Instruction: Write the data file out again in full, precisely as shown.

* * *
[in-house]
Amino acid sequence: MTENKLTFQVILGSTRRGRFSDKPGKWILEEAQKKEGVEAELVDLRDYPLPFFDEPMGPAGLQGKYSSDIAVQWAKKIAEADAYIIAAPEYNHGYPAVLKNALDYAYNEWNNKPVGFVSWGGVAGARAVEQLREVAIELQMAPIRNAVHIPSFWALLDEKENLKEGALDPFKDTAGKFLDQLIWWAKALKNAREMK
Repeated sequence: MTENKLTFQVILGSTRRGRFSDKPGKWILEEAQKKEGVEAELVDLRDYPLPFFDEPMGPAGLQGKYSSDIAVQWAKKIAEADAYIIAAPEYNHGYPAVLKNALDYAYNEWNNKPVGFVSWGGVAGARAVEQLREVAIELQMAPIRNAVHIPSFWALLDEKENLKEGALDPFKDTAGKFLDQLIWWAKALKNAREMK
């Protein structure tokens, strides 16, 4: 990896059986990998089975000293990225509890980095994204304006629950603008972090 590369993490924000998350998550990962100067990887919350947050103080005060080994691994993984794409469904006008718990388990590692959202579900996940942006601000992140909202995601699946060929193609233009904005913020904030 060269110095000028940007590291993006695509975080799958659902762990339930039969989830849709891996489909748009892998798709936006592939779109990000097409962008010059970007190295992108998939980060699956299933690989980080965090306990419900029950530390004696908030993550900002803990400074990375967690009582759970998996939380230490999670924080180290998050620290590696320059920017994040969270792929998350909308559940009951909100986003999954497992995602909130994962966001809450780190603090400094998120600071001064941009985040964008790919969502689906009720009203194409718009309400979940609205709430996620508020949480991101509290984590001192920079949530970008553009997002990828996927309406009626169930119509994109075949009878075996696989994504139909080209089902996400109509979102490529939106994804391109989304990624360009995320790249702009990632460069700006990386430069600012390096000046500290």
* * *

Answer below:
[in-house]
Amino acid sequence: MTENKLTFQVILGSTRRGRFSDKPGKWILEEAQKKEGVEAELVDLRDYPLPFFDEPMGPAGLQGKYSSDIAVQWAKKIAEADAYIIAAPEYNHGYPAVLKNALDYAYNEWNNKPVGFVSWGGVAGARAVEQLREVAIELQMAPIRNAVHIPSFWALLDEKENLKEGALDPFKDTAGKFLDQLIWWAKALKNAREMK
Repeated sequence: MTENKLTFQVILGSTRRGRFSDKPGKWILEEAQKKEGVEAELVDLRDYPLPFFDEPMGPAGLQGKYSSDIAVQWAKKIAEADAYIIAAPEYNHGYPAVLKNALDYAYNEWNNKPVGFVSWGGVAGARAVEQLREVAIELQMAPIRNAVHIPSFWALLDEKENLKEGALDPFKDTAGKFLDQLIWWAKALKNAREMK
């Protein structure tokens, strides 16, 4: 990896059986990998089975000293990225509890980095994204304006629950603008972090 590369993490924000998350998550990962100067990887919350947050103080005060080994691994993984794409469904006008718990388990590692959202579900996940942006601000992140909202995601699946060929193609233009904005913020904030 060269110095000028940007590291993006695509975080799958659902762990339930039969989830849709891996489909748009892998798709936006592939779109990000097409962008010059970007190295992108998939980060699956299933690989980080965090306990419900029950530390004696908030993550900002803990400074990375967690009582759970998996939380230490999670924080180290998050620290590696320059920017994040969270792929998350909308559940009951909100986003999954497992995602909130994962966001809450780190603090400094998120600071001064941009985040964008790919969502689906009720009203194409718009309400979940609205709430996620508020949480991101509290984590001192920079949530970008553009997002990828996927309406009626169930119509994109075949009878075996696989994504139909080209089902996400109509979102490529939106994804391109989304990624360009995320790249702009990632460069700006990386430069600012390096000046500290």